Learn About the Law
Get help with your legal needs
Ken M. FITZGERALD and Five C.J. Properties, LLC, Appellants, v. SPEARHEAD INVESTMENTS, LLC and Alpine East Investors, LLC, Appellees.1
¶1 The Dutch have a saying that “promises make debt, and debt makes promises.” Today, we expand on this commercial proverb to address what the law requires when a promise to pay is not kept and the limitations period has run. Specifically, we consider whether the equitable estoppel doctrine offers a discrete basis for tolling a statute of limitations in Utah. We hold that it does.
¶2 This case comes to us as an interlocutory appeal from the denial of Ken Fitzgerald and Five C.J. Properties, LLC's (collectively, Owners) motion for summary judgment on their claim for declaratory judgment/quiet title with respect to the subject property (the Property). Here are the essential facts: Owners executed a trust deed note with Alpine East Investors, LLC for the Property, promising to pay the note in full within two years. They didn't. After the foreclosure limitations period had expired, and despite numerous promises made—and subsequently broken—to pay the debt owed, Owners sought two results from the district court: (1) to enjoin Alpine East from foreclosing its trust deed on the Property, and (2) a determination that Alpine East had no valid interest in the Property. Alpine East responded by invoking the doctrine of equitable estoppel, which would toll the limitations period and estop Owners from using the statute of limitations to quiet title. Owners, however, argued before the district court, and now on appeal to us, that equitable estoppel is not a stand-alone basis for defeating a statute of limitations defense because this court has incorporated it into the equitable discovery doctrine. If Owners are right, then Alpine East is unable to toll the foreclosure limitations period because it cannot satisfy the elements of equitable discovery.
¶3 Our response to Owners’ view of equitable estoppel is a hard no. To reach our conclusion, we juxtapose equitable estoppel with equitable discovery and find that, though similar in name and function, they're separate equitable doctrines that are invoked in distinct circumstances. As such, we hold that equitable estoppel may be invoked as a stand-alone basis for tolling a statute of limitations. But we clarify that a mere promise to make good on a debt, without more, is insufficient to toll a limitations period under the equitable estoppel doctrine, even if a party has relied upon that promise. Still, we do not address equitable estoppel's specific application to this case—we leave that to the district court as it is better situated to make the determination in the first instance. Accordingly, we vacate the district court's interlocutory order denying summary judgment and remand for further proceedings consistent with this opinion.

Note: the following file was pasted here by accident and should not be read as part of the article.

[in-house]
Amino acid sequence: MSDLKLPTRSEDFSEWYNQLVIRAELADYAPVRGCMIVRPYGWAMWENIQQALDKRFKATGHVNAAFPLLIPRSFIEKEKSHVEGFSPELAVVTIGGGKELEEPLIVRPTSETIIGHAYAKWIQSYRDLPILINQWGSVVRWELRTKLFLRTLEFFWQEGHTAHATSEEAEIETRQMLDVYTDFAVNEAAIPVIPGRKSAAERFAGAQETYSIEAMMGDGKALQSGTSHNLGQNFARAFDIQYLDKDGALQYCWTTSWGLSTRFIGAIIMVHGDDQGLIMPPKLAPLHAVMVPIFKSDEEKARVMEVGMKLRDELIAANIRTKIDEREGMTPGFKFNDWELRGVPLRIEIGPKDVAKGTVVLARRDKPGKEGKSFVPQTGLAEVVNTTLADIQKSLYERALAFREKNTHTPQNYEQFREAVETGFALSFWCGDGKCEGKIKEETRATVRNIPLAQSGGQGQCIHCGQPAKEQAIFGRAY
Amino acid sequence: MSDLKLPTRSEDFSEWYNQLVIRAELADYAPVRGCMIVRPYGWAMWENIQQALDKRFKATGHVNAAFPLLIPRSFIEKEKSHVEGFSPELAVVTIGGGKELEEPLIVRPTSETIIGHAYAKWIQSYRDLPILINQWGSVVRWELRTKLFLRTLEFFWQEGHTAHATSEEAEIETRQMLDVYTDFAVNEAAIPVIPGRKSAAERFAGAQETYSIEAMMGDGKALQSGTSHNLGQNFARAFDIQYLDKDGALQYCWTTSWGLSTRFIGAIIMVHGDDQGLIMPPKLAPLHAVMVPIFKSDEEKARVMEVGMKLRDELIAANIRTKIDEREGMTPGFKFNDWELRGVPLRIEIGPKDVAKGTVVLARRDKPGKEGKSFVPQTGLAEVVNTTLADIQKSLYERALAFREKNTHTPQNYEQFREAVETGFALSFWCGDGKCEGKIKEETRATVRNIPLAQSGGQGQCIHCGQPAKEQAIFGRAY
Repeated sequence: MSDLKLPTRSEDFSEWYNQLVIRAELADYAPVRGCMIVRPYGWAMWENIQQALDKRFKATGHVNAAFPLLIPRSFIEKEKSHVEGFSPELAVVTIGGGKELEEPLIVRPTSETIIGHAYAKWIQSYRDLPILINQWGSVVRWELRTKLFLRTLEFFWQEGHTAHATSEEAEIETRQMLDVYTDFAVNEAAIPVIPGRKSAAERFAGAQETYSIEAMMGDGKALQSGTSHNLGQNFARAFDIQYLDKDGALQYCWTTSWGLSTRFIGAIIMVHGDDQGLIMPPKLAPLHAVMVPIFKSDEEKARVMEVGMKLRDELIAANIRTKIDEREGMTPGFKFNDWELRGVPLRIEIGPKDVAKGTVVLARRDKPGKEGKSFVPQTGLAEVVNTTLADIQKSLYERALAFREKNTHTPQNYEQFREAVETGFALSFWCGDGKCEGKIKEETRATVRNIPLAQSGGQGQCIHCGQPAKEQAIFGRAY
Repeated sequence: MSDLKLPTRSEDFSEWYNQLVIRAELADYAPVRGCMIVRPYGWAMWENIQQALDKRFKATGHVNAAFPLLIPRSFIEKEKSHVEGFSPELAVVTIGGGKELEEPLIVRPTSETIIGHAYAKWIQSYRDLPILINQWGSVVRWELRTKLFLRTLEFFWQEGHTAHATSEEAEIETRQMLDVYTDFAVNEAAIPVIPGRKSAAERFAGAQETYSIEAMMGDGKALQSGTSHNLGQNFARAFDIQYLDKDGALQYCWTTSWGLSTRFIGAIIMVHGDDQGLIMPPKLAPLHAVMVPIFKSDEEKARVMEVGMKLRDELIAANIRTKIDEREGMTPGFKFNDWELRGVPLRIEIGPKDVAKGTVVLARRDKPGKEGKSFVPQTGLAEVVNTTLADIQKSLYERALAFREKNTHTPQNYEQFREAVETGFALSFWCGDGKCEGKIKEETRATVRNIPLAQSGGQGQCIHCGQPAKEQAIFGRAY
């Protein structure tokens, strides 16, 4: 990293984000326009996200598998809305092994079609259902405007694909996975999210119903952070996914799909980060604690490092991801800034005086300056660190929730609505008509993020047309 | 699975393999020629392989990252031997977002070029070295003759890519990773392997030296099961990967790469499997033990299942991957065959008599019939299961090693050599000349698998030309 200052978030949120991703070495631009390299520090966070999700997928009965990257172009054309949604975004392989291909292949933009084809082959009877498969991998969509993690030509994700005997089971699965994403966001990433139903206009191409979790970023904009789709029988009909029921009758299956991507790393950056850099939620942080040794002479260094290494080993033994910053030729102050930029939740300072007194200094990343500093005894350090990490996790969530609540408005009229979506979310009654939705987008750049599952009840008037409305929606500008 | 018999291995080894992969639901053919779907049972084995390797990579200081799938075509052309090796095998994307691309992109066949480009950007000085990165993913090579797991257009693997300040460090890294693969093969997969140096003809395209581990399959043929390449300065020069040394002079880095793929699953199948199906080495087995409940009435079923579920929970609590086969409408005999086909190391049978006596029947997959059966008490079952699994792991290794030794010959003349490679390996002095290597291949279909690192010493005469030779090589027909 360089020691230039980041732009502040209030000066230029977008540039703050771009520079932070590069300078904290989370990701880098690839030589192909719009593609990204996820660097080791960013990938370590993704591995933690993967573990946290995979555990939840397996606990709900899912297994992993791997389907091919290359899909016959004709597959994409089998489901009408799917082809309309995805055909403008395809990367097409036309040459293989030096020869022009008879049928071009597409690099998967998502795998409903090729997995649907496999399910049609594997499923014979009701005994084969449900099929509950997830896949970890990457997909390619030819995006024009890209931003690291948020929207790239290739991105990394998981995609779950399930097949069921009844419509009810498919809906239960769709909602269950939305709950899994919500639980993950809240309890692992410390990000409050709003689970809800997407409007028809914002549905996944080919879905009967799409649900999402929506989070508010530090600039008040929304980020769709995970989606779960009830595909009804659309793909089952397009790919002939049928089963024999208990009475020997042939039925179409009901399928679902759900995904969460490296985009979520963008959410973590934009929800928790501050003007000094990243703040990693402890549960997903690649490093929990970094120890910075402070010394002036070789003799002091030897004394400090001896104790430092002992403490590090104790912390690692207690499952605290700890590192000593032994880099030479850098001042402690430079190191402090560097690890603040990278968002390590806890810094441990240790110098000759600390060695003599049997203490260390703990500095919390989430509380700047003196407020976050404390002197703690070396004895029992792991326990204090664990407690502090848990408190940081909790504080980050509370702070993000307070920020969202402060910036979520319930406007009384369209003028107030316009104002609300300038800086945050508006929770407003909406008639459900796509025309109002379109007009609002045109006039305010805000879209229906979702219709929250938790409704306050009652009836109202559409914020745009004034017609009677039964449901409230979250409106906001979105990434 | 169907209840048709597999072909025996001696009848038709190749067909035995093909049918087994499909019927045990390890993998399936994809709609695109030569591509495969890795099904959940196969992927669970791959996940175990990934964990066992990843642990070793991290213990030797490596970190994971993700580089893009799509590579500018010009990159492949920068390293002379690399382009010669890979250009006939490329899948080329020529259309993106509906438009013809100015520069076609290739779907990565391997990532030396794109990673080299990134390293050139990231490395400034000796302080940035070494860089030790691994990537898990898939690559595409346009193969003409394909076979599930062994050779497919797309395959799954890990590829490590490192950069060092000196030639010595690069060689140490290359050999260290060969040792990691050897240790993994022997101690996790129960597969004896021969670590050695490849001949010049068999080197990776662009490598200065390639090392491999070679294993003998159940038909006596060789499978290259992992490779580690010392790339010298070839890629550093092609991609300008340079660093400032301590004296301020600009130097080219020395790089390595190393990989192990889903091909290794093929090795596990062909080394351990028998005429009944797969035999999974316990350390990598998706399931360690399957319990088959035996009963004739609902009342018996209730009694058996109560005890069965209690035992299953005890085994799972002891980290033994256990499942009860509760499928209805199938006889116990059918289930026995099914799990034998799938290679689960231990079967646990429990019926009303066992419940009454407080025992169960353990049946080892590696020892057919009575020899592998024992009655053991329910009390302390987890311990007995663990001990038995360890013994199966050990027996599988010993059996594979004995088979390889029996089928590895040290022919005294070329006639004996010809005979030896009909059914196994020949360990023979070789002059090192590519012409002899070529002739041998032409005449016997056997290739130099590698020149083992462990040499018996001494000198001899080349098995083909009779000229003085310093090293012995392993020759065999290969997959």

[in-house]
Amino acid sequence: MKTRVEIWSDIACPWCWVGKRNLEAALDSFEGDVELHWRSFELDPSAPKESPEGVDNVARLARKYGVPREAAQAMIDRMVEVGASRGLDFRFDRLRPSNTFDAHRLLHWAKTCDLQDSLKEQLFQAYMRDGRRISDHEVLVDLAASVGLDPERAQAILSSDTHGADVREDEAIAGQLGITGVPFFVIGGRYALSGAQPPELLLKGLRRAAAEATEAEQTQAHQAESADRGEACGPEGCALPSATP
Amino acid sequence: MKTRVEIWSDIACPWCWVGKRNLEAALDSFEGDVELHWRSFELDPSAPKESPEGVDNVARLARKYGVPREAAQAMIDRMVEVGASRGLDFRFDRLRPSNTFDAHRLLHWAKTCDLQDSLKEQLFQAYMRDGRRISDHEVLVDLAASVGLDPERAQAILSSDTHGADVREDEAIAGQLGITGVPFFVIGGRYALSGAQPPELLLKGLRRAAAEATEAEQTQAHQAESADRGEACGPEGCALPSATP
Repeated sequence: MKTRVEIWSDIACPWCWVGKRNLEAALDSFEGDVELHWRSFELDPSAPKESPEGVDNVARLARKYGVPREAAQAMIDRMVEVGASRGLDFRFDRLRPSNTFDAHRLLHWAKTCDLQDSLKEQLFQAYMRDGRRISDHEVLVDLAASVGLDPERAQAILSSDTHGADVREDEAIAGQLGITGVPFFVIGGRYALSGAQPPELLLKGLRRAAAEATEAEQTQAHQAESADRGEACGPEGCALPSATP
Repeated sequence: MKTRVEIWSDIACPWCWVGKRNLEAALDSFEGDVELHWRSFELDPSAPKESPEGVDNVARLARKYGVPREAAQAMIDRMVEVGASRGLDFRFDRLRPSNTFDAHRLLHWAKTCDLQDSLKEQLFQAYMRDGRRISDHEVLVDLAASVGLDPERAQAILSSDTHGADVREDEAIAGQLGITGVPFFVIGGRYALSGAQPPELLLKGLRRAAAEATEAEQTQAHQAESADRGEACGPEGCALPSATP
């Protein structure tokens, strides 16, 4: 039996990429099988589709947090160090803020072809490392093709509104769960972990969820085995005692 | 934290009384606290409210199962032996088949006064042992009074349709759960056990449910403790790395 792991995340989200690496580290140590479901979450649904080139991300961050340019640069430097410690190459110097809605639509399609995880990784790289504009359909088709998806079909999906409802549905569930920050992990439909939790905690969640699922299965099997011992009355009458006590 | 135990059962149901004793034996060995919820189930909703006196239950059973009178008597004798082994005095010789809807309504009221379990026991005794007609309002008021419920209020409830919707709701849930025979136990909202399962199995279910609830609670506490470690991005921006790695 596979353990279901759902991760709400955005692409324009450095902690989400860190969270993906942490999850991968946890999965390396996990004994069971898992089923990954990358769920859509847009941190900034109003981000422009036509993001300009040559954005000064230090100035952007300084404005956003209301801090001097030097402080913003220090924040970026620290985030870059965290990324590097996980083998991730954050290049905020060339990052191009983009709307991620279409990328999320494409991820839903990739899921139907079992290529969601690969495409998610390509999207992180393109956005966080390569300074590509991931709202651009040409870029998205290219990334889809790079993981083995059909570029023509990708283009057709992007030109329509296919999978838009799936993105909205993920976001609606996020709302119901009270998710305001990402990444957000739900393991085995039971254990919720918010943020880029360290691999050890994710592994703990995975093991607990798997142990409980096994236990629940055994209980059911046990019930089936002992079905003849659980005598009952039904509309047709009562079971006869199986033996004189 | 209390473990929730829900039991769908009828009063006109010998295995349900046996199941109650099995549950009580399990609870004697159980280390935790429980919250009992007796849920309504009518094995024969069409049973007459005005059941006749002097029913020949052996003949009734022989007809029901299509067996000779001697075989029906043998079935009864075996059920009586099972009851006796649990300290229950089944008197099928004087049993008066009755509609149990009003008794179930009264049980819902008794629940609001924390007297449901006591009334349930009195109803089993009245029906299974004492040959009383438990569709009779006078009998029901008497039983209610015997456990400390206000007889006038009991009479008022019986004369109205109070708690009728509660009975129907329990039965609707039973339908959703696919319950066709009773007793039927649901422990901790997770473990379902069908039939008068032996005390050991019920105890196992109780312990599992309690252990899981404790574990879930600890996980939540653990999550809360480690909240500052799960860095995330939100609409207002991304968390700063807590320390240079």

¶4 In 2008, Owners executed and made payable to Alpine East a trust deed note for the Property. The parties also executed and recorded a trust deed to secure the note against the Property. The note was due two years later. When the due date had passed, Owners had yet to make a payment toward the note.2
¶5 Pursuant to Utah Code section 70A-3-118(1), Alpine East had a limitations period of six years to file an action to foreclose the trust deed or record a notice of default on the property. Seven days before that limitations period expired, Brian Hansen, the manager of Alpine East, spoke by telephone with Fitzgerald regarding payment of the note. During the nearly hour-long conversation, Hansen specifically mentioned to Fitzgerald the possibility of foreclosing on the Property. Fitzgerald did not dispute the amount or validity of the debt, pleaded with Hansen not to foreclose, and gave assurances of forthcoming payment or, alternatively, conversion of the note into equity in the company that would develop the Property. Fitzgerald pitched that Alpine East could earn more under this alternative proposal than what it was owed under the note. None of Fitzgerald's assurances were committed to writing. Hansen now alleges that he did not initiate a foreclosure of the Property before the limitations period had run because of these assurances.
¶6 Eight days after the presumed statute of limitations had expired, Hansen again spoke over the phone with Fitzgerald for nearly an hour. During this call, Fitzgerald recommitted to either make payment under the note or convert the debt into equity in one of his development companies. Fitzgerald also agreed to “work something out” to extend the note. When Hansen asked Fitzgerald to send an email confirming their plan to extend the note, Fitzgerald indicated that he would not sign anything until the State of Utah finished its then-current criminal investigation of his father and family.